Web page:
“The development of methods for explaining predictions of complex models is an important area of AI research,” Bajorath said. There are also approaches for other network architectures such as language models that help to better understand how machine learning arrives at its results.”

Bottom line: AI can’t supplant humans – yet

Avila said he, too, has been wary of the results that sometimes come out of AI. A highly qualified and experienced human still needs to be in the loop to make sure the output makes sense.

“I’ve noticed significant flaws in their insight and in how they crunch the data,” he said. “I’m in the camp that AI is really good at raising money, but it has been overhyped.”

About the Author(s)

Hank Schultz

Senior Editor, Informa

Hank Schultz has been the senior editor of Natural Products Insider since early 2023. He can be reached at [email protected]

Prior to joining the Informa team, he was an editor at NutraIngredients-USA, a William Reed Business Media publication.

His approach to industry journalism was formed via a long career in the daily newspaper field. After graduating from the University of Wisconsin with degrees in journalism and German, Hank was an editor at the Tempe Daily News in Arizona. He followed that with a long stint working at the Rocky Mountain News, a now defunct daily newspaper in Denver, where he rose to be one of the city editors. The newspaper won two Pulitzer Prizes during his time there.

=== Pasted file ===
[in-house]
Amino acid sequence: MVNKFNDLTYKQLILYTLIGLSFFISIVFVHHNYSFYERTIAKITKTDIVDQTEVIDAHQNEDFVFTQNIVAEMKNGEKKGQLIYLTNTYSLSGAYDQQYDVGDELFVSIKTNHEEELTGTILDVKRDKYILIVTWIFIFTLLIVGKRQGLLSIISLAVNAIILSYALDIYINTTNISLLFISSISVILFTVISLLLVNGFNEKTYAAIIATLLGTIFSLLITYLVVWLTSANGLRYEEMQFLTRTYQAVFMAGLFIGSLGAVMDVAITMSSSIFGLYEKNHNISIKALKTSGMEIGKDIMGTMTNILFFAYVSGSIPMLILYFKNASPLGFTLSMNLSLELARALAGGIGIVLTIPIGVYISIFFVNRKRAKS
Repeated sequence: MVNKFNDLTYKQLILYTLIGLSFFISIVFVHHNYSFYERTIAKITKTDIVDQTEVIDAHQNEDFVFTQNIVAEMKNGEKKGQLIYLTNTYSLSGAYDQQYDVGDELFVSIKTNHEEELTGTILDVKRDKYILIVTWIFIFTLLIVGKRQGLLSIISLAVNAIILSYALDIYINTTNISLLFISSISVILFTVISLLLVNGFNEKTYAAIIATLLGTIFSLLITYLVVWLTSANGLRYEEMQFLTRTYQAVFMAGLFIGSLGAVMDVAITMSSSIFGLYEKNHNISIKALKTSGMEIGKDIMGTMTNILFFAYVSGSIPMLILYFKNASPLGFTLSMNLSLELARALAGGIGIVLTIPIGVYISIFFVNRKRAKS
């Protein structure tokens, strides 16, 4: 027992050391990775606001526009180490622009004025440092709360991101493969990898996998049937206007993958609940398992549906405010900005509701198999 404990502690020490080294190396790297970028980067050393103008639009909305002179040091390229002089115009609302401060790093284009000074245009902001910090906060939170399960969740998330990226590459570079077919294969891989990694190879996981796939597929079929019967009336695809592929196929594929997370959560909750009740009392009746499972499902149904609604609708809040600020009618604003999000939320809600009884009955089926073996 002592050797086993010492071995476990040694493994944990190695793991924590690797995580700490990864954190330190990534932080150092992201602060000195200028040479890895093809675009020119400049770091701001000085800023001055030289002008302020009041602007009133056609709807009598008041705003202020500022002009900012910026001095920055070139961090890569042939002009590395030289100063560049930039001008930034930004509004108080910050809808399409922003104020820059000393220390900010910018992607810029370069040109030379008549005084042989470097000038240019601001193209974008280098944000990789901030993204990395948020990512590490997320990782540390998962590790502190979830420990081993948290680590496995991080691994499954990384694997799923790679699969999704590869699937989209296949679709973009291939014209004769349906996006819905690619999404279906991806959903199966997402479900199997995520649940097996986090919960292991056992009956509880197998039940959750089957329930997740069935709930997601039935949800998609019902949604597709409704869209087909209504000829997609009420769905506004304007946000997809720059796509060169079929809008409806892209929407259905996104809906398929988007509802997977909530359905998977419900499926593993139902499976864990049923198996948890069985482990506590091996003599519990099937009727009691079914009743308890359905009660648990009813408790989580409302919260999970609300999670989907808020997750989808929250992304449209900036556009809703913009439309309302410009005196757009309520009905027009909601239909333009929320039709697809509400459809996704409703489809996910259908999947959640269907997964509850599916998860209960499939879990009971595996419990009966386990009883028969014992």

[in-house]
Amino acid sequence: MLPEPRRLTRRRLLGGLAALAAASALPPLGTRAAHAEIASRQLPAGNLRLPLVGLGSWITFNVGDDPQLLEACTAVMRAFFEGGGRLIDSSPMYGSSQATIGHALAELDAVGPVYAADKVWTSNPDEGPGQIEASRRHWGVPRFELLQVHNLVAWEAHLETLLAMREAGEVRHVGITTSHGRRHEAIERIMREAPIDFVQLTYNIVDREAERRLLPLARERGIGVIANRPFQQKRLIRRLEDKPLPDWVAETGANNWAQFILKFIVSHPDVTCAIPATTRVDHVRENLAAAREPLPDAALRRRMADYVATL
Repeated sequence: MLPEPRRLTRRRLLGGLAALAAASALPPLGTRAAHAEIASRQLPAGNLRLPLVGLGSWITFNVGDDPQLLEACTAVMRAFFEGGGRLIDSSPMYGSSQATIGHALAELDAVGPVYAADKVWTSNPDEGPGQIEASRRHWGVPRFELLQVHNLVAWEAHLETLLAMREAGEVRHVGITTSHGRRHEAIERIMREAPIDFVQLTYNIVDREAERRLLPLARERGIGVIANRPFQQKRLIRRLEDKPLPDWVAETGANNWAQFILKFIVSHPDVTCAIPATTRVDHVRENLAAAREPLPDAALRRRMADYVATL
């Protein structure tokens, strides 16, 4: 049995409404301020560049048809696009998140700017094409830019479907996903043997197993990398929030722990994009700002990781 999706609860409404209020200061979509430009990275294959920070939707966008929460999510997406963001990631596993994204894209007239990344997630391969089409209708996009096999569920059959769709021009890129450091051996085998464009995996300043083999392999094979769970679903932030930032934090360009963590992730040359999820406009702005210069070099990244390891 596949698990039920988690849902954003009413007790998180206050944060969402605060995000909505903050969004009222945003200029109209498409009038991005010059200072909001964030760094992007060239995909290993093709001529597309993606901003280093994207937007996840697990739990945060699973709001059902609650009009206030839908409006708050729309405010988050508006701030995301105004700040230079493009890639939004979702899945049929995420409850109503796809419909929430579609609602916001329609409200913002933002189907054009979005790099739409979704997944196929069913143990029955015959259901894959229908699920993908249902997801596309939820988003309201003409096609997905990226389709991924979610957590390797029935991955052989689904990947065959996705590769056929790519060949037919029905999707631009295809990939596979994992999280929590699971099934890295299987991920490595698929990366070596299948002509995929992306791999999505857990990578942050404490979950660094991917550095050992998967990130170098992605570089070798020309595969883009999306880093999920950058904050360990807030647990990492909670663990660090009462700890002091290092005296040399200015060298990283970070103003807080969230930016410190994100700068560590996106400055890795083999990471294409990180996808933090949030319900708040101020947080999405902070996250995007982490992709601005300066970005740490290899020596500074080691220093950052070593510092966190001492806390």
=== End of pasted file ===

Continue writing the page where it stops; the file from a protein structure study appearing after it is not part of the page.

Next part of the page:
The changing landscape of the newspaper industry led him to explore other career paths. He began his career in the natural products industry more than a decade ago at New Hope Natural Media, which was then part of Penton and now is an Informa brand. Hank formed friendships and partnerships within the industry that still inform his work to this day, which helps him to bring an insider’s perspective, tempered with an objective journalist’s sensibility, to his in-depth reporting.

Harkening back to his newspaper days, Hank considers the readers to be the primary stakeholders whose needs must be met. Report the news quickly, comprehensively and above all, fairly, and readership and sponsorships will follow.

In 2015, Hank was recognized by the American Herbal Products Association with a Special Award for Journalistic Excellence.

When he’s not reporting on the supplement industry, Hank enjoys many outside pursuits. Those include long distance bicycle touring, mountain climbing, sailing, kayaking and fishing. Less strenuous pastimes include travel, reading (novels and nonfiction), studying German, noodling on a harmonica, sketching and a daily dose of word puzzles in The New York Times.

Last but far from least, Hank is a lifelong fan and part owner of the Green Bay Packers.